News tagged with cardiovascular events

Related topics: heart attack , heart disease , cardiovascular disease , patients , american heart association

Scientists link chromosome length to heart disease risk

No one really wants the short end of the stick, in this case the short end of a chromosome. Telomeres, which are DNA-protein complexes at the ends of chromosomes, can be thought of as protein "caps" that protect chromosomes ...

Mar 25, 2012
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Acid reflux drug may cause heart disease

(Medical Xpress)—Drugs that help millions of people cope with acid reflux may also cause cardiovascular disease, report scientists from Houston Methodist Hospital and two other institutions in an upcoming ...

Jul 11, 2013
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Vitamin D does not stop heart attack or stroke

(Medical Xpress)—Taking vitamin D tablets cannot ward off heart attacks or stroke according to a new study from researchers at the University of East Anglia (UEA) published in the American Journal of Cl ...

Aug 26, 2014
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New study calls sodium intake guidelines into question

For years doctors have warned that too much salt is bad for your heart. Now a new McMaster University study suggests that both high and low levels of salt intake may put people with heart disease or diabetes at increased ...

Nov 22, 2011
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Cardiovascular disease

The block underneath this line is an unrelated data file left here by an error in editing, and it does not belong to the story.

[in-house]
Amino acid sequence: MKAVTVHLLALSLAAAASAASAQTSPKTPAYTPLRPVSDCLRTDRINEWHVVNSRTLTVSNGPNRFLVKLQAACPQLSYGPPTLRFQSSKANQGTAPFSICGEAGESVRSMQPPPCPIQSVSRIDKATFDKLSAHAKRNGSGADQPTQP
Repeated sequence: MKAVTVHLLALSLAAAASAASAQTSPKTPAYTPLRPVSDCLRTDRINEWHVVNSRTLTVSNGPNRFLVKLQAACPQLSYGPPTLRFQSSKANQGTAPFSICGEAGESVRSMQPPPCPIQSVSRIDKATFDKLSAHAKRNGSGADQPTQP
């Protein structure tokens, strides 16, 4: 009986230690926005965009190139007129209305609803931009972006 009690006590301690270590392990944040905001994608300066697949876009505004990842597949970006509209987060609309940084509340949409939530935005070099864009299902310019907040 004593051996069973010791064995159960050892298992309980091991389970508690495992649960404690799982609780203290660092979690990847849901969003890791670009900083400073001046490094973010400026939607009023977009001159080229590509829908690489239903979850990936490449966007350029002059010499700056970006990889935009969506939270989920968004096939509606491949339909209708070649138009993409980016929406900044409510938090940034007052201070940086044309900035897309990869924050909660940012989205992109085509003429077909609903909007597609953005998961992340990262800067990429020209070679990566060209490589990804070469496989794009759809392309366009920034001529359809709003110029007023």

Cardiovascular disease or cardiovascular diseases refers to the class of diseases that involve the heart or blood vessels (arteries and veins). While the term technically refers to any disease that affects the cardiovascular system (as used in MeSH), it is usually used to refer to those related to atherosclerosis (arterial disease). These conditions have similar causes, mechanisms, and treatments. In practice, cardiovascular disease is treated by cardiologists, thoracic surgeons, vascular surgeons, neurologists, and interventional radiologists, depending on the organ system that is being treated. There is considerable overlap in the specialties, and it is common for certain procedures to be performed by different types of specialists in the same hospital.

Most countries face high and increasing rates of cardiovascular disease. Each year, heart disease kills more Americans than cancer..

It is the number one cause of death and disability in the United States and most European countries (data available through 2005). A large histological study (PDAY) showed vascular injury accumulates from adolescence, making primary prevention efforts necessary from childhood.

By the time that heart problems are detected, the underlying cause (atherosclerosis) is usually quite advanced, having progressed for decades. There is therefore increased emphasis on preventing atherosclerosis by modifying risk factors, such as healthy eating, exercise and avoidance of smoking.

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